The culture, lifestyle, and weather differ drastically among the states and cities in the United States of America. Even neighborhoods within the same City can feel very different. For example, New York City usually has a more fast-paced lifestyle than Los Angeles City; and when you live in Los Angeles, the type of people you see living in the Hollywood neighborhood area may feel very different to the people in the Century City neighborhood.
U.S. Cities Cultural and Lifestyle Differences
Also, some parts of the U.S.A. (such as Alabama, Mississippi, Tennessee) are very religious and for people who do not share the same beliefs, you may want to avoid universities in those states due to the differences. In comparison, San Francisco city is famous for its open-minded liberal culture, so international students who are a part of the LGBTQ community may adjust better in this San Francisco than a small town in the state of Mississippi.
U.S. Cities Industry Differences
Furthermore, different cities in the U.S.A. can be focused on different industries, which is a very important factor on where you would want your U.S. university located. For example, if you are in business school, you may want to choose a U.S. university located in New York City instead of Los Angeles, because New York City is more focused on the financial industry (i.e., wall street is here) and Los Angeles is more focused on the entertainment industry. Or if you are an engineer, you may want to choose a U.S. university located in the bay area (i.e., San Francisco, North California) because that location is focused on the tech industry.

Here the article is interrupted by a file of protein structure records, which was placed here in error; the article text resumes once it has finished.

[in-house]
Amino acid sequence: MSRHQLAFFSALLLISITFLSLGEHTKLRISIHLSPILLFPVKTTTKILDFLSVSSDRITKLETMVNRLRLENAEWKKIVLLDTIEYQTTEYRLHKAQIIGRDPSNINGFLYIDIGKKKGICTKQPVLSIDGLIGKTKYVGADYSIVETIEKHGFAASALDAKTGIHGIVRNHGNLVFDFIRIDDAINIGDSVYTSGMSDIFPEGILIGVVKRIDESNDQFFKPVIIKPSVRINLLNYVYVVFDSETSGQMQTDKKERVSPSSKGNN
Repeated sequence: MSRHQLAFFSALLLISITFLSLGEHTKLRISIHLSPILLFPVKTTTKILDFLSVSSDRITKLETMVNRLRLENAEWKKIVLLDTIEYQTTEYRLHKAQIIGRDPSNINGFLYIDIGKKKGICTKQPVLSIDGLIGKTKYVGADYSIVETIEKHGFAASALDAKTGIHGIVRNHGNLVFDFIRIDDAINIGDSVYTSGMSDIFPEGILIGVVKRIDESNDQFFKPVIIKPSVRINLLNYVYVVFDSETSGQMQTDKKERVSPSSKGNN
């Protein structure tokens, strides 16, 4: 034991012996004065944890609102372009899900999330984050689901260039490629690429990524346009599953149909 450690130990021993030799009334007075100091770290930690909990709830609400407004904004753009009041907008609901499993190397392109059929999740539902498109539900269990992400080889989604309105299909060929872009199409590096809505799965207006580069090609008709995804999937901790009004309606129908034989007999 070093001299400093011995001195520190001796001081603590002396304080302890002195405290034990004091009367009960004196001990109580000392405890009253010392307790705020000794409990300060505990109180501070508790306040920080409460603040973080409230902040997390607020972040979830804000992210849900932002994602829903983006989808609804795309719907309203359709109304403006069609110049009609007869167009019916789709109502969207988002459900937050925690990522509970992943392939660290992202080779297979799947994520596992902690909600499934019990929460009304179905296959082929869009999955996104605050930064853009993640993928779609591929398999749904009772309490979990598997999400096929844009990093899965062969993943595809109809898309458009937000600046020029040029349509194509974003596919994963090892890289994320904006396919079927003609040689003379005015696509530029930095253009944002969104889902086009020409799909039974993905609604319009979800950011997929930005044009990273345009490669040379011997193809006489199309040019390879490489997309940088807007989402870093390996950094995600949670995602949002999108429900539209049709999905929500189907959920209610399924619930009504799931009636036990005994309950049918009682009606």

Weather Differences in the U.S.A.
The weather differs drastically among different states and cities in the United States of America. For example, winters are very cold and summers are very hot in New York City; winters and summers are pretty breezy in San Francisco City; winters and summers are considered moderately warm in Los Angeles City.
In conclusion, due to the multiple reasons listed above, an international student (F1 visa students, J1 visa students, M1 visa students) who is planning to come to study in the U.S.A. must take into consideration the culture, lifestyle, and weather of the U.S. school’s geographical location when picking a school to go to.